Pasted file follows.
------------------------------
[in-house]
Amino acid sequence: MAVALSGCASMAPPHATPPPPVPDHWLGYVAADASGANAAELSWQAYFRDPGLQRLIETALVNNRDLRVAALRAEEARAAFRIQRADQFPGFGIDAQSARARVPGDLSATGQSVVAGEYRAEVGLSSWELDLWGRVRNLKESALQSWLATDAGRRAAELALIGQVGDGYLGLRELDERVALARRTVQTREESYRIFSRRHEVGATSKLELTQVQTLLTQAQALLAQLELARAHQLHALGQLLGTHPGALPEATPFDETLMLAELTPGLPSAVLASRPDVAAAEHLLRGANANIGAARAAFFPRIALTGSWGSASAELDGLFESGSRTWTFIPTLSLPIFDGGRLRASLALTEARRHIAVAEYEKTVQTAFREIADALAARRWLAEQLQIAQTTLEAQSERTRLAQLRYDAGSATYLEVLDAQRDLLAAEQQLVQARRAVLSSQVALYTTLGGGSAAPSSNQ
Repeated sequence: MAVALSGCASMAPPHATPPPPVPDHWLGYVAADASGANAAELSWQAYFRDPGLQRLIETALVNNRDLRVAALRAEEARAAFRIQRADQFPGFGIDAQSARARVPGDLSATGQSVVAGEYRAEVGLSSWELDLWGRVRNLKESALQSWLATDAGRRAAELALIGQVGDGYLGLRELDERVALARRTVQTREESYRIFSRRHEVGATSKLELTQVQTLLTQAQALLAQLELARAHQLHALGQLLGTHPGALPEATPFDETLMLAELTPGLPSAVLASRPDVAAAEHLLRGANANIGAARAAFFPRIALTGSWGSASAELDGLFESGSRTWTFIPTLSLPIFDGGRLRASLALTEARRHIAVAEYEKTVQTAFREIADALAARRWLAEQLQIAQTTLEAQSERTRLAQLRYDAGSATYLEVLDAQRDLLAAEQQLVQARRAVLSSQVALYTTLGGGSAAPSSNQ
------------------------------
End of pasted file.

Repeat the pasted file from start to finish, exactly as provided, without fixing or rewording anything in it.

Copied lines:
[in-house]
Amino acid sequence: MAVALSGCASMAPPHATPPPPVPDHWLGYVAADASGANAAELSWQAYFRDPGLQRLIETALVNNRDLRVAALRAEEARAAFRIQRADQFPGFGIDAQSARARVPGDLSATGQSVVAGEYRAEVGLSSWELDLWGRVRNLKESALQSWLATDAGRRAAELALIGQVGDGYLGLRELDERVALARRTVQTREESYRIFSRRHEVGATSKLELTQVQTLLTQAQALLAQLELARAHQLHALGQLLGTHPGALPEATPFDETLMLAELTPGLPSAVLASRPDVAAAEHLLRGANANIGAARAAFFPRIALTGSWGSASAELDGLFESGSRTWTFIPTLSLPIFDGGRLRASLALTEARRHIAVAEYEKTVQTAFREIADALAARRWLAEQLQIAQTTLEAQSERTRLAQLRYDAGSATYLEVLDAQRDLLAAEQQLVQARRAVLSSQVALYTTLGGGSAAPSSNQ
Repeated sequence: MAVALSGCASMAPPHATPPPPVPDHWLGYVAADASGANAAELSWQAYFRDPGLQRLIETALVNNRDLRVAALRAEEARAAFRIQRADQFPGFGIDAQSARARVPGDLSATGQSVVAGEYRAEVGLSSWELDLWGRVRNLKESALQSWLATDAGRRAAELALIGQVGDGYLGLRELDERVALARRTVQTREESYRIFSRRHEVGATSKLELTQVQTLLTQAQALLAQLELARAHQLHALGQLLGTHPGALPEATPFDETLMLAELTPGLPSAVLASRPDVAAAEHLLRGANANIGAARAAFFPRIALTGSWGSASAELDGLFESGSRTWTFIPTLSLPIFDGGRLRASLALTEARRHIAVAEYEKTVQTAFREIADALAARRWLAEQLQIAQTTLEAQSERTRLAQLRYDAGSATYLEVLDAQRDLLAAEQQLVQARRAVLSSQVALYTTLGGGSAAPSSNQ